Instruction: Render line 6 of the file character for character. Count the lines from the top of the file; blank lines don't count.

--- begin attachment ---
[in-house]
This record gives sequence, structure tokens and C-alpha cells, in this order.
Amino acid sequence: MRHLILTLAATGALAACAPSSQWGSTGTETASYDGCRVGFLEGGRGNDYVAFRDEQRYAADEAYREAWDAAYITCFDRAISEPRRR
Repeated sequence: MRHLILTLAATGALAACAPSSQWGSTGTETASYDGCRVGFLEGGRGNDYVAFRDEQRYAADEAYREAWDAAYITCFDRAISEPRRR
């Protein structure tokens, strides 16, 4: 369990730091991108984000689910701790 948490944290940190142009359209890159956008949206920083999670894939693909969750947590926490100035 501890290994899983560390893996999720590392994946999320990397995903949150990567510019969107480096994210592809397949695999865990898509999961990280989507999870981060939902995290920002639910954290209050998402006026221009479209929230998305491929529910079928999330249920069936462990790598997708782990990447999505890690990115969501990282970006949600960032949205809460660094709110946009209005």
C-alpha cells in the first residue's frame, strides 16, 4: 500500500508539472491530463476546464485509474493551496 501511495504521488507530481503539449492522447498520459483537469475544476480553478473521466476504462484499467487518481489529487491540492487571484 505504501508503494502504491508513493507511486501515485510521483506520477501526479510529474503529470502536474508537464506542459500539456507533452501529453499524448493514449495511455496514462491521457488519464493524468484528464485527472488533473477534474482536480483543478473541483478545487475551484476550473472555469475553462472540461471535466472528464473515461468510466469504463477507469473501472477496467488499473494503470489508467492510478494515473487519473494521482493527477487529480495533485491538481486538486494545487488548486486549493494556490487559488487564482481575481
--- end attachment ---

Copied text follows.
C-alpha cells in the first residue's frame, strides 16, 4: 500500500508539472491530463476546464485509474493551496 501511495504521488507530481503539449492522447498520459483537469475544476480553478473521466476504462484499467487518481489529487491540492487571484 505504501508503494502504491508513493507511486501515485510521483506520477501526479510529474503529470502536474508537464506542459500539456507533452501529453499524448493514449495511455496514462491521457488519464493524468484528464485527472488533473477534474482536480483543478473541483478545487475551484476550473472555469475553462472540461471535466472528464473515461468510466469504463477507469473501472477496467488499473494503470489508467492510478494515473487519473494521482493527477487529480495533485491538481486538486494545487488548486486549493494556490487559488487564482481575481